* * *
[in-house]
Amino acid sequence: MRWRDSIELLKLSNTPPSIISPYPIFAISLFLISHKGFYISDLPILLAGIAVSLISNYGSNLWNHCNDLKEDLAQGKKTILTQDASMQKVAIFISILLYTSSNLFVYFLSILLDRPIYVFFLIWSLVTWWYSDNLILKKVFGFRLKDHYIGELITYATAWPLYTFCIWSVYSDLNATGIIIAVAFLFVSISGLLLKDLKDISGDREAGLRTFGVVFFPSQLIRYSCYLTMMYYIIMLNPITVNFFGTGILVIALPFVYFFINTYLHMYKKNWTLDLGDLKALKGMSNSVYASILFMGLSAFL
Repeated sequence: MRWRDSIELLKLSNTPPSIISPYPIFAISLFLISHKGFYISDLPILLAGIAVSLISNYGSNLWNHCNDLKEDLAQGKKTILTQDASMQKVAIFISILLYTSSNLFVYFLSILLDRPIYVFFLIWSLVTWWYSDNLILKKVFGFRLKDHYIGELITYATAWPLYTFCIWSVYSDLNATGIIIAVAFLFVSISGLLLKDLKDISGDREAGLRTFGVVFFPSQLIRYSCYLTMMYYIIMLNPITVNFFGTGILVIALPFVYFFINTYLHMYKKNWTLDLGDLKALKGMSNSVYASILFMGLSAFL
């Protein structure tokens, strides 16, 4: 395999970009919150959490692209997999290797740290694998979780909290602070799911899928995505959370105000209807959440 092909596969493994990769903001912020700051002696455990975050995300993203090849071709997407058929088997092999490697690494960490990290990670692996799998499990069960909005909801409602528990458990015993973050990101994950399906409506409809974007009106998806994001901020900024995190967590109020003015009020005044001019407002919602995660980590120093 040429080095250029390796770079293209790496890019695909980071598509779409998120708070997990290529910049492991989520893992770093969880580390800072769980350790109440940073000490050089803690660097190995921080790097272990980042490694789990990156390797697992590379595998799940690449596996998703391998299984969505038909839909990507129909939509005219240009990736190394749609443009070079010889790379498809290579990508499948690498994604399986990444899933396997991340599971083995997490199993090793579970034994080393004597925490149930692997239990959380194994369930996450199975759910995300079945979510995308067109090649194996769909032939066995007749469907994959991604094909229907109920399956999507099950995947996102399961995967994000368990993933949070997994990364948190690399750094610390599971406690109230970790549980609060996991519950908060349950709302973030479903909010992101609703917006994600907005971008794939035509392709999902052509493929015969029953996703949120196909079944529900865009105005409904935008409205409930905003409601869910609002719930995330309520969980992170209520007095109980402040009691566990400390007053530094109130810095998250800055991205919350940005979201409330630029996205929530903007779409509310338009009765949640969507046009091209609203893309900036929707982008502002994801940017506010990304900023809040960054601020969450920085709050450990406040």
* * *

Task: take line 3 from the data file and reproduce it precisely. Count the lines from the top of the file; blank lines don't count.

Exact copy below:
Repeated sequence: MRWRDSIELLKLSNTPPSIISPYPIFAISLFLISHKGFYISDLPILLAGIAVSLISNYGSNLWNHCNDLKEDLAQGKKTILTQDASMQKVAIFISILLYTSSNLFVYFLSILLDRPIYVFFLIWSLVTWWYSDNLILKKVFGFRLKDHYIGELITYATAWPLYTFCIWSVYSDLNATGIIIAVAFLFVSISGLLLKDLKDISGDREAGLRTFGVVFFPSQLIRYSCYLTMMYYIIMLNPITVNFFGTGILVIALPFVYFFINTYLHMYKKNWTLDLGDLKALKGMSNSVYASILFMGLSAFL